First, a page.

Muratov dedicates Nobel to his paper's slain reporters, Navalny

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Novaya Gazeta editor Dmitry Muratov dedicated his Nobel Peace Prize to his paper's killed journalists (AFP/NATALIA KOLESNIKOVA)
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Dmitry Muratov, the chief editor of Russia's top independent newspaper Novaya Gazeta, dedicated his Nobel Peace Prize on Friday to the paper's murdered contributors and jailed Kremlin critic Alexei Navalny.

"I am an improper beneficiary of this award," Muratov, 59, told reporters outside his newsroom.

Saying the award was for all of the paper's "fallen" journalists who "gave up their lives for their profession," he added that he would have given the award to Navalny.

"But I think that person has everything ahead of him," Muratov said.

Since 2000, six of Novaya Gazeta's journalists and contributors have been killed in connection with their work, including top investigative reporter Anna Politkovskaya.

A fierce critic of President Vladimir Putin and the Kremlin's wars in Chechnya, she was shot dead 15 years ago Thursday in the entrance hall of her apartment building in central Moscow.

Co-founded by former Soviet leader and another Nobel Peace laureate Mikhail Gorbachev in 1993, Novaya Gazeta is one of the few media outlets left in Russia voicing criticism of Putin.

"This is good, very good news," Gorbachev said, calling Muratov a "courageous" journalist.

- 'No more press' -

"This award raises the importance of the press in the modern world to great heights."

The recognition of Novaya Gazeta's chief editor came as Russia's dissenting voices and independent media have faced an unprecedented crackdown this year.

Leading opposition figure Navalny was jailed in February after returning to Russia from Germany where he was recovering from a poisoning attack he blames on the Kremlin.

The 45-year-old's movement was later banned as "extremist", while a number of leading independent outlets have been hit with the "foreign agent" designation, with several then shutting down.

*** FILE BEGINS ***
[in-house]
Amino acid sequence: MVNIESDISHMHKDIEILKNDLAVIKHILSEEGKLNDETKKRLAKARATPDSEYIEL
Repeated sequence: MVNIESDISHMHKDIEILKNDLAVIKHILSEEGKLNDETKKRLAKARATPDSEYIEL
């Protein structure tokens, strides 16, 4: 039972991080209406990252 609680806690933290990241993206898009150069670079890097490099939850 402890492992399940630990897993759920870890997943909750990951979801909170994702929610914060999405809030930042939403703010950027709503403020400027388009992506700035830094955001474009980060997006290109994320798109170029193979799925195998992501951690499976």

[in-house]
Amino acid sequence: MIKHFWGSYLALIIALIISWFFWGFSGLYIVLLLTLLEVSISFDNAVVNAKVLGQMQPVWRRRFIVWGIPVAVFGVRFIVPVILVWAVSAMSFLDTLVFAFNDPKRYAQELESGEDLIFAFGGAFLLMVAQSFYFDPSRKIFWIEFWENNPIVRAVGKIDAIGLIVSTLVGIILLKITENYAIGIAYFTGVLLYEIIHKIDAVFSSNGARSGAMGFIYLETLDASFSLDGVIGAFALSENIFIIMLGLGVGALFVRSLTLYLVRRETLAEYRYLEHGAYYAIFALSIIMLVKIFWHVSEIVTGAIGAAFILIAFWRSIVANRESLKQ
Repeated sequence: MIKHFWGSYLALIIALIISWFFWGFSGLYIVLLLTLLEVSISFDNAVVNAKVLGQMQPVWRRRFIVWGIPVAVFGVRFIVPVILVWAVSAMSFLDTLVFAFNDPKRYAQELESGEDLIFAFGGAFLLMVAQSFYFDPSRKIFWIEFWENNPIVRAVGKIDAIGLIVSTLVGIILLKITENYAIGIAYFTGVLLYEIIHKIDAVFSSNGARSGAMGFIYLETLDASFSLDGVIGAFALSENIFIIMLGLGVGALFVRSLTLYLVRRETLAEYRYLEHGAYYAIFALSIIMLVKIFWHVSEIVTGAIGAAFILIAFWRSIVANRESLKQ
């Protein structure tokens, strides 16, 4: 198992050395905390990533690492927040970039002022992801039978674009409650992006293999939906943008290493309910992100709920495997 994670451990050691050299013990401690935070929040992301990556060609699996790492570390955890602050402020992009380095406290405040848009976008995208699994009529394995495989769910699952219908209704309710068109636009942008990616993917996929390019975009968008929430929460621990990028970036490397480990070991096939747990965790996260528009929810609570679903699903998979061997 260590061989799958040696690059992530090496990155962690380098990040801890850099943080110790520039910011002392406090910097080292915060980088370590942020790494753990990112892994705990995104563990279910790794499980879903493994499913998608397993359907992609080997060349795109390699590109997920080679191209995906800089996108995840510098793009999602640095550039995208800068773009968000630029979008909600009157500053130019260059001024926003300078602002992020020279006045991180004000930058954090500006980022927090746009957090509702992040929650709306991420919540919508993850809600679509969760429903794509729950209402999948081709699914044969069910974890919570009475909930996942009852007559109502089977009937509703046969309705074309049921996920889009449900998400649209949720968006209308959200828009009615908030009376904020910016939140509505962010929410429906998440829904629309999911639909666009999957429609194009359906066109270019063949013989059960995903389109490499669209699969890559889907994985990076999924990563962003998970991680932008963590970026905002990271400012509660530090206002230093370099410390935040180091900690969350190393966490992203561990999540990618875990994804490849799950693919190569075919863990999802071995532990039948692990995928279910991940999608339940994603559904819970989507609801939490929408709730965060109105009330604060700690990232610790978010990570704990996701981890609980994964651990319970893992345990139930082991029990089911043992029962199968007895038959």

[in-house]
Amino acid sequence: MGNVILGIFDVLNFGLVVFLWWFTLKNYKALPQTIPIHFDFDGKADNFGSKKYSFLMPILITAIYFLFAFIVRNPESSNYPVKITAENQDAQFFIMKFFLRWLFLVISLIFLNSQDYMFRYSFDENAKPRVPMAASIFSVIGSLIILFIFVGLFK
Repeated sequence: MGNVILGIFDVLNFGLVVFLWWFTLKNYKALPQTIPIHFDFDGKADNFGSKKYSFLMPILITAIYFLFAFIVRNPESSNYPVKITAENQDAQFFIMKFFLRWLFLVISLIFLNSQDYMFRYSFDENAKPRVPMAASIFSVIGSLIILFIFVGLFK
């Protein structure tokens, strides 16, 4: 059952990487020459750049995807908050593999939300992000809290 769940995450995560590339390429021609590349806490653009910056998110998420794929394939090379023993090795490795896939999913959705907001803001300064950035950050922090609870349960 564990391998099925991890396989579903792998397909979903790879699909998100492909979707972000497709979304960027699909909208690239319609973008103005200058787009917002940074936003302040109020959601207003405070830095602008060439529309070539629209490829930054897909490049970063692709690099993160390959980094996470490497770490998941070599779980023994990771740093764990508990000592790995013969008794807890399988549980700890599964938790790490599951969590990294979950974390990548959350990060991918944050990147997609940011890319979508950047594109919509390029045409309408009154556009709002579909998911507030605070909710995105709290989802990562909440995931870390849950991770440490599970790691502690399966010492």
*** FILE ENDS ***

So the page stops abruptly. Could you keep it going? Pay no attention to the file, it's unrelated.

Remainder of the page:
A term with Soviet-era undertones, the status is a deterrent for advertisers, a key source of revenue for many independent media.

One outlet, the investigative Proekt website, was even declared an "undesirable organisation", de-facto banning its work in the country under the threat of fines or jail time.

Deputy editor Kirill Martynov said the prize "came at the right time," when "multiple, powerful forces in Russia want there to be no more press in the country, but only propaganda".

"When almost everyone is a 'foreign agent' and when media are closing," he told AFP, "at this very moment, the Nobel committee made this gesture."

- 'Committed to ideals' -

Muratov, who has served several times as Novaya Gazeta's editor since 1995, said he will give some of his Nobel Prize money to independent Russian media.

But he added that he was not sure how the award would influence "censorship."

Just moments after Muratov's comments to journalists, the justice ministry added nine people, including two former Proekt journalists, to its list of foreign agents.

It also added Bellingcat, which investigated the near-fatal poisoning of Navalny.

Critics say the Kremlin has been behind the crackdown on independent media that has forced several outlets to shut down and has seen some prominent journalists flee the country.

On Friday, however, the Kremlin congratulated Muratov, describing him as "talented" and "courageous".

"He is committed to his ideals," Kremlin spokesman Dmitry Peskov told reporters.

The award was met mostly with silence from Navalny's top allies, while those who did speak out criticised the Nobel committee's choice.

"Instead of pretentious and hypocritical speeches about 'freedom', they could protect a person who survived an assassination attempt and has been taken hostage by the murderers," ally Ruslan Shaveddinov tweeted.

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